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Math for Kids23 chapters | 325 lessons

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Lesson Transcript

Instructor:
*Heather Jenkins*

Heather has a bachelor's degree in elementary education and a master's degree in special education. She was a public school teacher and administrator for 11 years.

How many marbles are in the bag? How much money is in the piggy bank? These questions, and other similar questions typically asked in math, have to do with quantity. In this lesson, you will learn about what the word quantity means.

Let's say that your history teacher just assigned you to read 55 pages in your textbook tonight. As you watch everyone else go outside to play, you open your book and scream out, *This quantity of reading is just too much!* Well, maybe you didn't say exactly that, but you probably did feel like the quantity of reading was too much for one night of homework.

A **quantity** is an amount, number, or measurement. It answers the question 'how much?'. Quantities can be described using numbers, like 55 pages of reading. These numbers can be expressed as whole numbers, fractions, decimals, percentages, and units of measurement such as time, money, length, and weight.

Additionally, quantities can be expressed in non-standard units. **Non-standard units** compare a quantity to another object. For example, you could say that the quantity of pasta or rice in a bowl is two handfuls. This compares the quantity of pasta or rice to how much could fit in two hands. However, you may not want to play with your food like that at the table!

In more advanced math, quantity is sometimes used to describe an unknown amount. For example, someone may say, *'y* equals the quantity of *x* minus 4 plus 3' to describe the equation *y* = (*x* - 4) + 3. Quantity is used to describe the amount in the parentheses because the value of *x* - 4 will change depending on what number is put in for *x*. However, it will still be a number, or quantity, that is then added to 3.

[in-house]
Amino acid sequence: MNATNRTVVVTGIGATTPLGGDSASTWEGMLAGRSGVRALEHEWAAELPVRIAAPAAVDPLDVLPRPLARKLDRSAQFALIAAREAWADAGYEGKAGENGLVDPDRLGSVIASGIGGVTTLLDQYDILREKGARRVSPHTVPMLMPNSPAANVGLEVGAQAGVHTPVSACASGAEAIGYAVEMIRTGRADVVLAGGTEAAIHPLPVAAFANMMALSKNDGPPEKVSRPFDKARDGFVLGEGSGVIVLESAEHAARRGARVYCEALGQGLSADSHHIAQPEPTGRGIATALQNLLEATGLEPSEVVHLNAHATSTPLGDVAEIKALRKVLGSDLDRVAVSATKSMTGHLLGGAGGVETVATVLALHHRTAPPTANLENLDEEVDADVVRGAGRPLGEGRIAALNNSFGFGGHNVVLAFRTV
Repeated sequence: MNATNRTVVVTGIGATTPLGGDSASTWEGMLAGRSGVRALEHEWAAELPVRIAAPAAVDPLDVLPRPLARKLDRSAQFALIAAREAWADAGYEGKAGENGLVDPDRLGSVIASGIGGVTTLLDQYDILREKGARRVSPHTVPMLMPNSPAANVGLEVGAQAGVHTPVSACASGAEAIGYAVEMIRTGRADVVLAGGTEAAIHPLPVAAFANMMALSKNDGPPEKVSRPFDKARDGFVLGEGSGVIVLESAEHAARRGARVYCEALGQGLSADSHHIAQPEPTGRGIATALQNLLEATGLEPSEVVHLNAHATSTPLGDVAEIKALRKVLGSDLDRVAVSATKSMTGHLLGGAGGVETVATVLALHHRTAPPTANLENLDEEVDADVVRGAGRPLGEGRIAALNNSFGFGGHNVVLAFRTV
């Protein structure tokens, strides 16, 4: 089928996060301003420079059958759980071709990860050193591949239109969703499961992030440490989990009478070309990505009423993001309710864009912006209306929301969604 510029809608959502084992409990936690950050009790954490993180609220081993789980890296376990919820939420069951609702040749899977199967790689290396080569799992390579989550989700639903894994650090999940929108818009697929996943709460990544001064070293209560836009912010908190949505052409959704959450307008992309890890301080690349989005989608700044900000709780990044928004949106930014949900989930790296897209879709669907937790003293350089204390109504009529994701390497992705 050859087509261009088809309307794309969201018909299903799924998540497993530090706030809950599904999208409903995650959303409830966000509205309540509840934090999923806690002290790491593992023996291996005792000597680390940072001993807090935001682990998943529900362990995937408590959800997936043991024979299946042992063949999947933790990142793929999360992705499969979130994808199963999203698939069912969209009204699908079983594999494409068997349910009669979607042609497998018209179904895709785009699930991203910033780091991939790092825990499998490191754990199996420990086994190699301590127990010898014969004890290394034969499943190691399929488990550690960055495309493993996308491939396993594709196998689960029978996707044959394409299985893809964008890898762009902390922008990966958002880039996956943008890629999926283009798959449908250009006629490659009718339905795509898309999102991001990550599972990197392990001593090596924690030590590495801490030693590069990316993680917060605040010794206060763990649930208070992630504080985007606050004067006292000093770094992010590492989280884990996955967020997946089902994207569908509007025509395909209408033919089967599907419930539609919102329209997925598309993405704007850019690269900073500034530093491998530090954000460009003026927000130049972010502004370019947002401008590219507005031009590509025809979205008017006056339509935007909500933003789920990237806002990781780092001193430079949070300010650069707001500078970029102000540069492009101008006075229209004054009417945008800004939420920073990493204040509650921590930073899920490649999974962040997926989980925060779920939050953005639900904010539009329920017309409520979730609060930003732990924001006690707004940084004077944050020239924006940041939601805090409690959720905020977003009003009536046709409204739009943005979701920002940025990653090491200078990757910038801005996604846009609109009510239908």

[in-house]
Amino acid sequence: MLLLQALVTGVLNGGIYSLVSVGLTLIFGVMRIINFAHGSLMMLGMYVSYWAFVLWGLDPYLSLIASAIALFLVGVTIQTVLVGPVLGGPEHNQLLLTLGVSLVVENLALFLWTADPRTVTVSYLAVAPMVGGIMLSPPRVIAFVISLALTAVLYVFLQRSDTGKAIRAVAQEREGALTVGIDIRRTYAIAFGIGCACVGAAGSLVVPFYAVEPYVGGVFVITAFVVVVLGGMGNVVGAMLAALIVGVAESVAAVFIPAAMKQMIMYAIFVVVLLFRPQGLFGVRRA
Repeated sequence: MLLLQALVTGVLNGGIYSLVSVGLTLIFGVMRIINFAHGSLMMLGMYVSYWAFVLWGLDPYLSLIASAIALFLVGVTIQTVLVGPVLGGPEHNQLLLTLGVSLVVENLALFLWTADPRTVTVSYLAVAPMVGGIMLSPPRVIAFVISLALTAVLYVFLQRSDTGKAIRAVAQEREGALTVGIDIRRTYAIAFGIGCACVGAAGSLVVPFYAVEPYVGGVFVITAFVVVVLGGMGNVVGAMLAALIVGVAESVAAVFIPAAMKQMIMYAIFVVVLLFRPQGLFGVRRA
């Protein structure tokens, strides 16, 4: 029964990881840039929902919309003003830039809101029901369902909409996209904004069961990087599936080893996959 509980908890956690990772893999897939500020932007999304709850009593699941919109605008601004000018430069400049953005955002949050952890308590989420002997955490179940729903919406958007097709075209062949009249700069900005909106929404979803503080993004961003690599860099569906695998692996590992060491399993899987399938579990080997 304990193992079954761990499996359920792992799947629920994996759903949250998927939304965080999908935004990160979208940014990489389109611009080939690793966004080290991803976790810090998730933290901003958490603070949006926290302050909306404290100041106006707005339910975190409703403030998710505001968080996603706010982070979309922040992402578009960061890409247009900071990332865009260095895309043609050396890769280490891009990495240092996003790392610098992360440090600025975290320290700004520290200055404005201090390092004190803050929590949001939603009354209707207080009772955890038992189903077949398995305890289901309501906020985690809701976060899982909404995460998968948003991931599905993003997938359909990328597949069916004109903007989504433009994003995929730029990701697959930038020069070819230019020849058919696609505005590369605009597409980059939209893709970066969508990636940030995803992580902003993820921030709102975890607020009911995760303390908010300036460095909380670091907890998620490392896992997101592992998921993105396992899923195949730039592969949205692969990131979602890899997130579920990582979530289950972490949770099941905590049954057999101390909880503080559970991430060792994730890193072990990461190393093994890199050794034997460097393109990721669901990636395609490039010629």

To better understand what quantity means, let's look at a few more examples.

First, if you wanted to make your grandmother's famous egg salad sandwiches, you would need to know the quantity of (or how many) eggs it takes to make her recipe. How could you express the quantity of eggs needed? The quantity of eggs needed could be expressed as a number, such as six eggs, or a non-standard unit, such as half-carton of eggs.

Second, if you were building a fence around your tree house, you might need to know the quantity of (or how many) feet of chain-link fencing is needed. How could you express the quantity of chain-link needed? The quantity of chain-link fencing needed could be expressed as a number, such as 32 feet, or a non-standard unit, such as 10 arm lengths.

Third, if you were solving the equation *y* = (*x* + 3) - 12, you would want to figure out what the quantity of *x* + 3 is before subtracting 12 from it.

A **quantity** is an amount, number, or measurement that answers the question 'how much?' Quantities can be expressed in numbers or **non-standard units**. In more advanced math, quantity can also refer to an unknown amount in an equation.

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Math for Kids23 chapters | 325 lessons

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